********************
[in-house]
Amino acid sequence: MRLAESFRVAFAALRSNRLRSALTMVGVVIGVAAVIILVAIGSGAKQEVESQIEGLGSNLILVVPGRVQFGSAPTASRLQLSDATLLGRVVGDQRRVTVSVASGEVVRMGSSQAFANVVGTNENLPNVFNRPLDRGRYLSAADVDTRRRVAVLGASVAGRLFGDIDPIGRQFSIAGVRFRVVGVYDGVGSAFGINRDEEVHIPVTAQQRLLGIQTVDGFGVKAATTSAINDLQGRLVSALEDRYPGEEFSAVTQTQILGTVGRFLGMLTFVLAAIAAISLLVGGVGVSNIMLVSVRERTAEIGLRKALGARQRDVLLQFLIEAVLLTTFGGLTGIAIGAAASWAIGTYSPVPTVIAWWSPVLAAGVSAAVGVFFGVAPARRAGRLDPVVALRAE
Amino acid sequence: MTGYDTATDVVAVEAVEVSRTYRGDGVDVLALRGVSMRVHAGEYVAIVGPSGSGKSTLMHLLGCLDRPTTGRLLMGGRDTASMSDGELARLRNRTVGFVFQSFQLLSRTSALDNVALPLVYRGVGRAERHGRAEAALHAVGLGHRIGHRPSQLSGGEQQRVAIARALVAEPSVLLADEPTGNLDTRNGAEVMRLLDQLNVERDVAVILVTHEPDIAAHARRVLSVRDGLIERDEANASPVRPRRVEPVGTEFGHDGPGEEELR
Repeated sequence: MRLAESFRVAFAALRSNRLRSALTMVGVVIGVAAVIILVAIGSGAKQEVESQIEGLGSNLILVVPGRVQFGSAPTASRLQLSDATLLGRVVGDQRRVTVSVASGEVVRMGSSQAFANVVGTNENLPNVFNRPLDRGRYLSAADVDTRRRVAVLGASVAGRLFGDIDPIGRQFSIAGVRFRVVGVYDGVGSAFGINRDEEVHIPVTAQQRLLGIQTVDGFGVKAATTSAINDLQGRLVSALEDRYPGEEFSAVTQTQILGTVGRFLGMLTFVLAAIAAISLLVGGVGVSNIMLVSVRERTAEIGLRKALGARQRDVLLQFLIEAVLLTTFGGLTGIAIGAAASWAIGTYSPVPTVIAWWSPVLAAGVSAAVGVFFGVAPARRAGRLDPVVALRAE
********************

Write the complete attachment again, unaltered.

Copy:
[in-house]
Amino acid sequence: MRLAESFRVAFAALRSNRLRSALTMVGVVIGVAAVIILVAIGSGAKQEVESQIEGLGSNLILVVPGRVQFGSAPTASRLQLSDATLLGRVVGDQRRVTVSVASGEVVRMGSSQAFANVVGTNENLPNVFNRPLDRGRYLSAADVDTRRRVAVLGASVAGRLFGDIDPIGRQFSIAGVRFRVVGVYDGVGSAFGINRDEEVHIPVTAQQRLLGIQTVDGFGVKAATTSAINDLQGRLVSALEDRYPGEEFSAVTQTQILGTVGRFLGMLTFVLAAIAAISLLVGGVGVSNIMLVSVRERTAEIGLRKALGARQRDVLLQFLIEAVLLTTFGGLTGIAIGAAASWAIGTYSPVPTVIAWWSPVLAAGVSAAVGVFFGVAPARRAGRLDPVVALRAE
Amino acid sequence: MTGYDTATDVVAVEAVEVSRTYRGDGVDVLALRGVSMRVHAGEYVAIVGPSGSGKSTLMHLLGCLDRPTTGRLLMGGRDTASMSDGELARLRNRTVGFVFQSFQLLSRTSALDNVALPLVYRGVGRAERHGRAEAALHAVGLGHRIGHRPSQLSGGEQQRVAIARALVAEPSVLLADEPTGNLDTRNGAEVMRLLDQLNVERDVAVILVTHEPDIAAHARRVLSVRDGLIERDEANASPVRPRRVEPVGTEFGHDGPGEEELR
Repeated sequence: MRLAESFRVAFAALRSNRLRSALTMVGVVIGVAAVIILVAIGSGAKQEVESQIEGLGSNLILVVPGRVQFGSAPTASRLQLSDATLLGRVVGDQRRVTVSVASGEVVRMGSSQAFANVVGTNENLPNVFNRPLDRGRYLSAADVDTRRRVAVLGASVAGRLFGDIDPIGRQFSIAGVRFRVVGVYDGVGSAFGINRDEEVHIPVTAQQRLLGIQTVDGFGVKAATTSAINDLQGRLVSALEDRYPGEEFSAVTQTQILGTVGRFLGMLTFVLAAIAAISLLVGGVGVSNIMLVSVRERTAEIGLRKALGARQRDVLLQFLIEAVLLTTFGGLTGIAIGAAASWAIGTYSPVPTVIAWWSPVLAAGVSAAVGVFFGVAPARRAGRLDPVVALRAE